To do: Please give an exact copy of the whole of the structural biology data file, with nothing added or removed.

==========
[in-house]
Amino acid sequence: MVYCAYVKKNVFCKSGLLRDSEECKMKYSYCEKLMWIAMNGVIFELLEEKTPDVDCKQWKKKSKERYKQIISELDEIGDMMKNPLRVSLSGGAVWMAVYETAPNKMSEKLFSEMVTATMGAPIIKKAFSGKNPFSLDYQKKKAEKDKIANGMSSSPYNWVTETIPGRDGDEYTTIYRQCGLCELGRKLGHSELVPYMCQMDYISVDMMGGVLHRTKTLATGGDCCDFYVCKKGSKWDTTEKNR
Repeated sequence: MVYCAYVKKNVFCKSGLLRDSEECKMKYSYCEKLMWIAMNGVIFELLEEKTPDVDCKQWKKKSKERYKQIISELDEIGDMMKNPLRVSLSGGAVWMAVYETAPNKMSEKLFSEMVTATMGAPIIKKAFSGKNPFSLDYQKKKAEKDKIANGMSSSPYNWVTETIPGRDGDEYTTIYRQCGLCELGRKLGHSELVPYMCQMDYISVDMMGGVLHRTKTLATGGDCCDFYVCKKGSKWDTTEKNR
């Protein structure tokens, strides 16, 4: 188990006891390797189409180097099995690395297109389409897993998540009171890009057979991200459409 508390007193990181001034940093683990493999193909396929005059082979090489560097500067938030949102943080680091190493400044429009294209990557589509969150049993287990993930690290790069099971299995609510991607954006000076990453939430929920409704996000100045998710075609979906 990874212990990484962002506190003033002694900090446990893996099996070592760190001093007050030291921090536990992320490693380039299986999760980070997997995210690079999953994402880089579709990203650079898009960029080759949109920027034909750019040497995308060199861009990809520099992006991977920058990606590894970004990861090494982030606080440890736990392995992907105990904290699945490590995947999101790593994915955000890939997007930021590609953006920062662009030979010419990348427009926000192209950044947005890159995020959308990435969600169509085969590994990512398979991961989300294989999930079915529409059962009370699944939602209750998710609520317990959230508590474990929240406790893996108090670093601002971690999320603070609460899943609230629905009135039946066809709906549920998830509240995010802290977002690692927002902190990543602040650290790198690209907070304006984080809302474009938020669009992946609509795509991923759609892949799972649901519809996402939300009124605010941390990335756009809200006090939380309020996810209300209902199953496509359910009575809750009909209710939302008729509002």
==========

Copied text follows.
[in-house]
Amino acid sequence: MVYCAYVKKNVFCKSGLLRDSEECKMKYSYCEKLMWIAMNGVIFELLEEKTPDVDCKQWKKKSKERYKQIISELDEIGDMMKNPLRVSLSGGAVWMAVYETAPNKMSEKLFSEMVTATMGAPIIKKAFSGKNPFSLDYQKKKAEKDKIANGMSSSPYNWVTETIPGRDGDEYTTIYRQCGLCELGRKLGHSELVPYMCQMDYISVDMMGGVLHRTKTLATGGDCCDFYVCKKGSKWDTTEKNR
Repeated sequence: MVYCAYVKKNVFCKSGLLRDSEECKMKYSYCEKLMWIAMNGVIFELLEEKTPDVDCKQWKKKSKERYKQIISELDEIGDMMKNPLRVSLSGGAVWMAVYETAPNKMSEKLFSEMVTATMGAPIIKKAFSGKNPFSLDYQKKKAEKDKIANGMSSSPYNWVTETIPGRDGDEYTTIYRQCGLCELGRKLGHSELVPYMCQMDYISVDMMGGVLHRTKTLATGGDCCDFYVCKKGSKWDTTEKNR
């Protein structure tokens, strides 16, 4: 188990006891390797189409180097099995690395297109389409897993998540009171890009057979991200459409 508390007193990181001034940093683990493999193909396929005059082979090489560097500067938030949102943080680091190493400044429009294209990557589509969150049993287990993930690290790069099971299995609510991607954006000076990453939430929920409704996000100045998710075609979906 990874212990990484962002506190003033002694900090446990893996099996070592760190001093007050030291921090536990992320490693380039299986999760980070997997995210690079999953994402880089579709990203650079898009960029080759949109920027034909750019040497995308060199861009990809520099992006991977920058990606590894970004990861090494982030606080440890736990392995992907105990904290699945490590995947999101790593994915955000890939997007930021590609953006920062662009030979010419990348427009926000192209950044947005890159995020959308990435969600169509085969590994990512398979991961989300294989999930079915529409059962009370699944939602209750998710609520317990959230508590474990929240406790893996108090670093601002971690999320603070609460899943609230629905009135039946066809709906549920998830509240995010802290977002690692927002902190990543602040650290790198690209907070304006984080809302474009938020669009992946609509795509991923759609892949799972649901519809996402939300009124605010941390990335756009809200006090939380309020996810209300209902199953496509359910009575809750009909209710939302008729509002």